Country for PR: United States
Contributor: PR Newswire New York
Friday, September 18 2020 - 09:00
Conflicts Among State-Owned Global Tobacco Companies and Governments Impede Tobacco Control Efforts
NEW YORK, Sept. 18, 2020 /PRNewswire-AsiaNet/ --

-- New Research Identifies Contradictions and Potential Pathways for Change

 New research published by leading international business and corporate 
governance scholar Daniel Malan identifies inherent conflicts of interest with 
many of the countries leading the development of global tobacco control policy. 
The "Contradictions and Conflicts"( 
) report specifically identifies contradictions between governments' fiduciary 
responsibility to maximize  state monopoly profitability and their health 
responsibility to minimize public health risks, as well as generate potential 

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According to recent data, nearly 50% of the global combustible cigarette market 
is controlled by governments that claim commitment to the World Health 
Organization Framework Convention on Tobacco Control (WHO FCTC)( 
), which seeks to "protect present and future generations from the devastating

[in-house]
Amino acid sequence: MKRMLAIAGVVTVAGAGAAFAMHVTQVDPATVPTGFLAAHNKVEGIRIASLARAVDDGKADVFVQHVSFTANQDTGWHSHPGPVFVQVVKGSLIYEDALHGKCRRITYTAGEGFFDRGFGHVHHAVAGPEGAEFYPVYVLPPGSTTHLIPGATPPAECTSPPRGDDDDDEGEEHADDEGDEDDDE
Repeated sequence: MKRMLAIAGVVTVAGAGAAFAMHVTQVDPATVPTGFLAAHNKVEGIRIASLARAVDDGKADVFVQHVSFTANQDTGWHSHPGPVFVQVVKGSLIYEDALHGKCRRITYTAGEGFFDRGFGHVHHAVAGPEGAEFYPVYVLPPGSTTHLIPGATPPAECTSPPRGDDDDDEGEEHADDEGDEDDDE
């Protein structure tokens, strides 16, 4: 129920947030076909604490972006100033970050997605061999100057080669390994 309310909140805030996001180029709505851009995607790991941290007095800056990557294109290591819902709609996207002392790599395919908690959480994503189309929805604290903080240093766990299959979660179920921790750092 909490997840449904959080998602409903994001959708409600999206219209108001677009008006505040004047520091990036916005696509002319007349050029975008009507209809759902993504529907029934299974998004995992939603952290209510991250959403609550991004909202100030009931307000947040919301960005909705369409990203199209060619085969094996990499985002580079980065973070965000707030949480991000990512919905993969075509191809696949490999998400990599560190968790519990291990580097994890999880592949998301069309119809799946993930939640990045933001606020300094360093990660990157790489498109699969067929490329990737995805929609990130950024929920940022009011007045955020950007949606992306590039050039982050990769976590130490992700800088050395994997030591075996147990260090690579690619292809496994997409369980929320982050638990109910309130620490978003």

health, social, environmental and economic consequences of tobacco consumption 
and exposure." Eight of these FCTC countries own 100% of at least one tobacco 
company, including China, Iran, Iraq, Lebanon, Syria, Thailand, Tunisia, and 
Vietnam. Notably, China National Tobacco Corporation controls roughly 44% of 
the global cigarette market.

"Our research underlines a clear conflict of interest among these FCTC 
signatories," said Daniel Malan, Assistant Professor of Business Ethics, 
Trinity College Dublin; member, World Economic Forum's Global Future Council on 
Transparency and Anti-Corruption; and an author of the report. "FCTC's Article 
5.3 requires parties to protect the implementation of their public health 
policies against the commercial and vested interests of the tobacco industry. 
Yet, this is impossible when many of the same countries are also striving to 
generate revenue from state-owned tobacco entities."

No One-Size-Fits-All Solution
The Contradictions and Conflicts report notes that state monopolies are not 
subject to multinational governance, and pressure from national government 
organizations has been largely ignored within the tobacco industry. There are 
also no clear differences in health policies or burden of disease data when 
compared with countries where there is no significant state ownership of 
tobacco companies. As a result, the WHO may find it challenging to identify a 
one-size-fits-all solution to this conflict of interest.

The possible solutions for governments with state-owned tobacco interests are 
complex. The report suggests that shifting from the production and marketing of 
combustible cigarettes over time to tobacco harm-reduction products could 
alleviate the conflicts that the state-owned tobacco enterprises face and 
ultimately save lives. Leading researchers and organizations such as the